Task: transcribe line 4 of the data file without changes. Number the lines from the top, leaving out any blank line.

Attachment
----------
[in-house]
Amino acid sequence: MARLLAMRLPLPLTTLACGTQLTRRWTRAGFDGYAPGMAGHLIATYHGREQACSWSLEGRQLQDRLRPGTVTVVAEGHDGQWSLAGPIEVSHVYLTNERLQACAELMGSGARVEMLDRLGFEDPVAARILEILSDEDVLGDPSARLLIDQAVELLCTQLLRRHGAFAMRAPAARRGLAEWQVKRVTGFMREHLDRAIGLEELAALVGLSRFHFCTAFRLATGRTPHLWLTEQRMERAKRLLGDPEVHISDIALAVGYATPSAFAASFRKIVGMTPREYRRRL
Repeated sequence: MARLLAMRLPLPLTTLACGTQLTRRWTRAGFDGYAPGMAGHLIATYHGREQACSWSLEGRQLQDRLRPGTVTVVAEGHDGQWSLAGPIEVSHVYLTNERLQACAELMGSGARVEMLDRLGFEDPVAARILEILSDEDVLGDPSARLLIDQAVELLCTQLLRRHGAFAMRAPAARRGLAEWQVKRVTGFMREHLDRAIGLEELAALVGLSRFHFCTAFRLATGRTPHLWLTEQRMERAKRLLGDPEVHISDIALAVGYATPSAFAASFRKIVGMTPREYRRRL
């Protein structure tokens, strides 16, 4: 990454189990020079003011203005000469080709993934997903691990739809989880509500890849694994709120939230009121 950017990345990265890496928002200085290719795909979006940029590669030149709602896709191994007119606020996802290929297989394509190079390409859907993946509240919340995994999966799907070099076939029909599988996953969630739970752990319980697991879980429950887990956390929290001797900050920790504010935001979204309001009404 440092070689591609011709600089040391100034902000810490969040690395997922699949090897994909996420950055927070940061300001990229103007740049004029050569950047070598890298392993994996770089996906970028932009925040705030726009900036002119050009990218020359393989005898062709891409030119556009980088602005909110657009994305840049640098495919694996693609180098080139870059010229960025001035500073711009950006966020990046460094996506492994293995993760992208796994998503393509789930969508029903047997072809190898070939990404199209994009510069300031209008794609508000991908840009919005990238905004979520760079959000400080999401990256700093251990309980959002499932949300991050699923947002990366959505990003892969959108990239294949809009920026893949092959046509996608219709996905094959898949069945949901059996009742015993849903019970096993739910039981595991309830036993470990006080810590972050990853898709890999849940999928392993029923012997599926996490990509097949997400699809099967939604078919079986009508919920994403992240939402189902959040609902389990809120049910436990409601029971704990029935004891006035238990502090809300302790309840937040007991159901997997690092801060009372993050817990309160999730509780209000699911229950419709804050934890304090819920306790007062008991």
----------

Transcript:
């Protein structure tokens, strides 16, 4: 990454189990020079003011203005000469080709993934997903691990739809989880509500890849694994709120939230009121 950017990345990265890496928002200085290719795909979006940029590669030149709602896709191994007119606020996802290929297989394509190079390409859907993946509240919340995994999966799907070099076939029909599988996953969630739970752990319980697991879980429950887990956390929290001797900050920790504010935001979204309001009404 440092070689591609011709600089040391100034902000810490969040690395997922699949090897994909996420950055927070940061300001990229103007740049004029050569950047070598890298392993994996770089996906970028932009925040705030726009900036002119050009990218020359393989005898062709891409030119556009980088602005909110657009994305840049640098495919694996693609180098080139870059010229960025001035500073711009950006966020990046460094996506492994293995993760992208796994998503393509789930969508029903047997072809190898070939990404199209994009510069300031209008794609508000991908840009919005990238905004979520760079959000400080999401990256700093251990309980959002499932949300991050699923947002990366959505990003892969959108990239294949809009920026893949092959046509996608219709996905094959898949069945949901059996009742015993849903019970096993739910039981595991309830036993470990006080810590972050990853898709890999849940999928392993029923012997599926996490990509097949997400699809099967939604078919079986009508919920994403992240939402189902959040609902389990809120049910436990409601029971704990029935004891006035238990502090809300302790309840937040007991159901997997690092801060009372993050817990309160999730509780209000699911229950419709804050934890304090819920306790007062008991």